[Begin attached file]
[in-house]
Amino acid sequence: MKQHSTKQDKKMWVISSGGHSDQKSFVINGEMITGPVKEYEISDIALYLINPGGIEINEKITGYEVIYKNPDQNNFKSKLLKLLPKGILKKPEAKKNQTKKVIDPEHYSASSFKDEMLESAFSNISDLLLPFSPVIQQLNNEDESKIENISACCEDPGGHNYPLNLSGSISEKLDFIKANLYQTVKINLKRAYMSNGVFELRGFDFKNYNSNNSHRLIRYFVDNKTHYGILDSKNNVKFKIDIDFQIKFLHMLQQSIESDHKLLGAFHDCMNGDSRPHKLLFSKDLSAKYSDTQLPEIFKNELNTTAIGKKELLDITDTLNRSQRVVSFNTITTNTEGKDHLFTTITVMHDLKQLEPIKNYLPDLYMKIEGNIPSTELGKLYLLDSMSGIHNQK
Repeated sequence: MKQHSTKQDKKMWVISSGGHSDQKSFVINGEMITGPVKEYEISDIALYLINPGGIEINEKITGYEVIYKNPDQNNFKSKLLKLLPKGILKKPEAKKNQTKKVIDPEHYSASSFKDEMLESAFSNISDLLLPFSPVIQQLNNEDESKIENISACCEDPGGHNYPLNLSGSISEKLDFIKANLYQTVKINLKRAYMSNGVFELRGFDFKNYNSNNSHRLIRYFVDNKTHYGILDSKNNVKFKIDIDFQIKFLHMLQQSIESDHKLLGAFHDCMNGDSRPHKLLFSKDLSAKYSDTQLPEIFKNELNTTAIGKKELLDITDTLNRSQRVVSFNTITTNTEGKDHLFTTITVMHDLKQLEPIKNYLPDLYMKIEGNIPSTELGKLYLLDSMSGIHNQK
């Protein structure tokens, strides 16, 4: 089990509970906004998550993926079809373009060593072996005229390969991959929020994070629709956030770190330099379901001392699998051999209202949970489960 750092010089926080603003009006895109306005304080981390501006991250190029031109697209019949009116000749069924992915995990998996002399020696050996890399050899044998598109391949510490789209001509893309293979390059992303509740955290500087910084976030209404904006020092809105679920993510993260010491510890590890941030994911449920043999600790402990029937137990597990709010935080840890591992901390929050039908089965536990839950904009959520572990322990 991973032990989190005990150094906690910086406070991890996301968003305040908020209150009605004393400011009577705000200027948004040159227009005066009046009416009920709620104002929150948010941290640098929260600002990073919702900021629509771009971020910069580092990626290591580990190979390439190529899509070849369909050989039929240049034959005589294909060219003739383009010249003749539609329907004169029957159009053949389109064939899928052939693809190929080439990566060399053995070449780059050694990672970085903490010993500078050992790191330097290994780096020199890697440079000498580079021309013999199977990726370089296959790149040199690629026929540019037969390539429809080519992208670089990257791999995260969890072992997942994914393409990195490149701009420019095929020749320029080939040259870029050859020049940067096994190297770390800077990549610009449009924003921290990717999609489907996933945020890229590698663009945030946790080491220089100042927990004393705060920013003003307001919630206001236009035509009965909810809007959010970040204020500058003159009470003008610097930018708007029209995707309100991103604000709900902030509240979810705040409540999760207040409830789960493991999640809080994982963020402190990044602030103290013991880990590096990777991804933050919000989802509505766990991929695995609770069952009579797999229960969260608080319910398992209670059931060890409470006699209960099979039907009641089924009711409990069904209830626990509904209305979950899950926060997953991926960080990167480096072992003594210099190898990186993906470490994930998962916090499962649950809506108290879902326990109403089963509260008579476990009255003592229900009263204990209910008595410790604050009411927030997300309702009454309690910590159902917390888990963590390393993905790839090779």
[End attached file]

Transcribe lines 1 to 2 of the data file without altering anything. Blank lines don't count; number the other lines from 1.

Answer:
[in-house]
Amino acid sequence: MKQHSTKQDKKMWVISSGGHSDQKSFVINGEMITGPVKEYEISDIALYLINPGGIEINEKITGYEVIYKNPDQNNFKSKLLKLLPKGILKKPEAKKNQTKKVIDPEHYSASSFKDEMLESAFSNISDLLLPFSPVIQQLNNEDESKIENISACCEDPGGHNYPLNLSGSISEKLDFIKANLYQTVKINLKRAYMSNGVFELRGFDFKNYNSNNSHRLIRYFVDNKTHYGILDSKNNVKFKIDIDFQIKFLHMLQQSIESDHKLLGAFHDCMNGDSRPHKLLFSKDLSAKYSDTQLPEIFKNELNTTAIGKKELLDITDTLNRSQRVVSFNTITTNTEGKDHLFTTITVMHDLKQLEPIKNYLPDLYMKIEGNIPSTELGKLYLLDSMSGIHNQK